What Does The Empathy Symbol Stand For?

The Empathy Symbol stands for 2 “sides” reaching out to each other, and opening up to try to truly understand the other’s experiences and feelings. It could be 2 groups of people: men and women, blacks and whites, Jews and Muslims, fundamentalist Christians and atheists, Israelis and Palestinians, gays and straights, old and young, able-bodied and disabled, immigrants and native-born, and so on; or it could be 2 individuals: spouses, neighbors, co-workers, etc.

The Original Empathy Symbol, created in 1973

People have asked about the origins of the empathy symbol. I was a college student, active in the anti-Vietnam war movement. EmpathyMedallion150wI was contemplating the peace symbol I was wearing, when suddenly the idea for the empathy symbol popped into my head, full-blown. It felt as though it had been given to me, and I have felt spiritually charged to bring it to the world ever since. Deb Ellsworth

Empathy News

Featured Empathy Promoter

Black People


The New York Times has begun a new project, which it asks people to contribute to, edited by BAYETÉ ROSS SMITH, pictured above. In response to politicians who lump groups of people–blacks, Hispanics, women, gays and so on–into a single box, they are asking people to send in their own pictures and stories to say, for example, “This is who a black woman is, this is my experience, this is me.” This series will tell both sides of the empathy coin: We are all different, and we are all the same. That is to say, every individual is unique and should not be stereotyped, and most people have similar feelings and desires.

As Mr. Smith says, “In media, in marketing and in life, it’s all too common to see large, multifaceted groups of people defined by a single narrative. #HereIsMyAmerica — a project we’re launching here and on Instagram — is an attempt to counter that simplistic approach. We’re inviting you to help build a more nuanced national portrait.”

Listen to some of the the first participants. From Teri Johnson, a black woman: “I’m the fifth generation in my family to graduate from college. And out of everyone that I know, I don’t think I’ve met a person — African-American or Caucasian — who can say that. I come from a family that believes a lot in education and believes a lot in helping civil rights. … Not just as African-Americans, but as humans we all want the same things. We want love, we want happiness, we want financial stability, we want to be able to have great experiences, from travel to education to going to great restaurants and seeing great shows.” And from Jessica O. Matthews, also a black woman: “I run a hardware tech company that makes energy-generating products. I am a black woman, and our company is based in Harlem. We have Fortune 100 clients, we do business globally. We have 15 patents and patents pending covering really exciting iterations of our technology. … My parents are immigrants from Nigeria. They both grew up in the same tribe in the same state in Nigeria, but they met in Brooklyn. That’s what makes New York amazing.My mom watched Oprah constantly and decided that we could be anything. I went to an Ivy League school.”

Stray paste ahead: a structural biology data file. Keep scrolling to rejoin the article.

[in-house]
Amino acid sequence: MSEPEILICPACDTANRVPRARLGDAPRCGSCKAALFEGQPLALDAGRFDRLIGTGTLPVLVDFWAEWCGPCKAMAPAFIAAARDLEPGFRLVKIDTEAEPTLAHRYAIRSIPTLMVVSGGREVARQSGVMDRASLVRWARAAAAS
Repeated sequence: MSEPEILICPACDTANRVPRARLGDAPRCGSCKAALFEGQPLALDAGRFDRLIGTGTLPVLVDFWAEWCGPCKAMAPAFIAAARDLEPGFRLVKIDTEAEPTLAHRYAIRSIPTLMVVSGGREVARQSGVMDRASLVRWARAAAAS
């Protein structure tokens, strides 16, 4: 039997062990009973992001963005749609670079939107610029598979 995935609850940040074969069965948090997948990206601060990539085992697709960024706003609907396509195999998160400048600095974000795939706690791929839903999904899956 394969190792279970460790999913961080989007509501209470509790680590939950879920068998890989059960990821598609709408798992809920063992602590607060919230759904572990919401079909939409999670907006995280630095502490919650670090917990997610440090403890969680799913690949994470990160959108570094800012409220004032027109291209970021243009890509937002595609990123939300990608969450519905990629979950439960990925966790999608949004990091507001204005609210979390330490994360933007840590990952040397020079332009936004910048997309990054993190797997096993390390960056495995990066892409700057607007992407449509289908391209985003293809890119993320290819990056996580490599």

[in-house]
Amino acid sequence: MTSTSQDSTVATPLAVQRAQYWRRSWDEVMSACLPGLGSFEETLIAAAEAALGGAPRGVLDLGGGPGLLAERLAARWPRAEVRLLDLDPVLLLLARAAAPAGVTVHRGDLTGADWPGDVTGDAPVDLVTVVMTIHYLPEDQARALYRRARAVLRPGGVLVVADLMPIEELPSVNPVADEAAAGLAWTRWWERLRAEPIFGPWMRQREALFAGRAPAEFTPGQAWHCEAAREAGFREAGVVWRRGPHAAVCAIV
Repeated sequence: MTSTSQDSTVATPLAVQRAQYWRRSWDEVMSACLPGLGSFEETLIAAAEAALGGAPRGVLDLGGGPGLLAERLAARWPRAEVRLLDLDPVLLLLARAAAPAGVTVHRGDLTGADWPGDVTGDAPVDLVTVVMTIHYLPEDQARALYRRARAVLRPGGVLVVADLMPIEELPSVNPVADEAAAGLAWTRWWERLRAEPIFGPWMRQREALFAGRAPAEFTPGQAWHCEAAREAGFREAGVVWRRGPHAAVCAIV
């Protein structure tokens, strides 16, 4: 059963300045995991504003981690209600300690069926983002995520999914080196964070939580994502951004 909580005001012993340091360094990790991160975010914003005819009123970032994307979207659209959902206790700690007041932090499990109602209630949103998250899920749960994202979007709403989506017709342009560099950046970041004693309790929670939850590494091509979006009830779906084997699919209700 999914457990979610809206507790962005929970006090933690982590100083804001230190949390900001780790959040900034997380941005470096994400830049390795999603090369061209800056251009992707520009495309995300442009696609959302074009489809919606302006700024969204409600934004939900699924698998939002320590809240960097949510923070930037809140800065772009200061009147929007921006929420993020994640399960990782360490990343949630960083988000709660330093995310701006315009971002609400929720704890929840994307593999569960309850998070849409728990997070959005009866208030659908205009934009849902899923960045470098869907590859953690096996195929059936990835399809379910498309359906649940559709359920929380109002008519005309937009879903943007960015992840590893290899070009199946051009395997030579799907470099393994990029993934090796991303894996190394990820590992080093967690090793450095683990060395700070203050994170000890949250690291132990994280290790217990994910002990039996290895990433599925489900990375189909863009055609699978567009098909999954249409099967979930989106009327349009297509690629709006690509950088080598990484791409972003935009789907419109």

Bookmark the site, and check it out frequently, as hundreds of pictures and descriptions of beautiful Americans are added.


See our previously featured Empathy Promoters.

Using the Empathy Symbol

Empathy Tattoos

  • Jonathan says: It really means a lot to me and speaks for my morals and outlook on life.
  • David G. proudly shows his commitment to empathy.
  • Amanda says, “I love this movement. I am an introverted person by nature and though I consider myself considerate, empathy isn’t second nature for me. That is why I chose to have a permanent reminder that I need to try to see the world through others’ eyes. It’s my feather 🙂 ”
  • Nils says, “I got my empathy symbol tattoo almost two years ago. the symbol is part of a bigger tattoo …. I also got the symbol on my bicycle . 😉 Greetings from Germany.
  • Kristeena says: I am from San Antonio and got this while visiting Los Angeles. I’m a counselor who works with at risk youth and Empathy is my life.
  • Katie says ” I got this done in August because I wanted to remind myself to be more empathetic and also because I wanted to educate people about empathy and what it’s all about. The empathy symbol is on my pinky. ”
  • Tyler says ” This tattoo reminds me everyday to be more understanding of others and hopefully live in a world where everyone can empathise with each other.”
  • James is proudly displaying his new tattoo that says, “Humility, Empathy, Respect”
  • My name is Fernando and I’m a psychiatrist here in Brazil. I always loved the definition and the discussion about empathy. I also think the whole world would be better if everyone simply started exercising empathy everyday.
  • Ronda says, “Thank you for doing what you do. I talk about this all the time and couldn’t wait to get my tattoo to be able to spread the love. “
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    Nathan says “Thanks for the inspiration”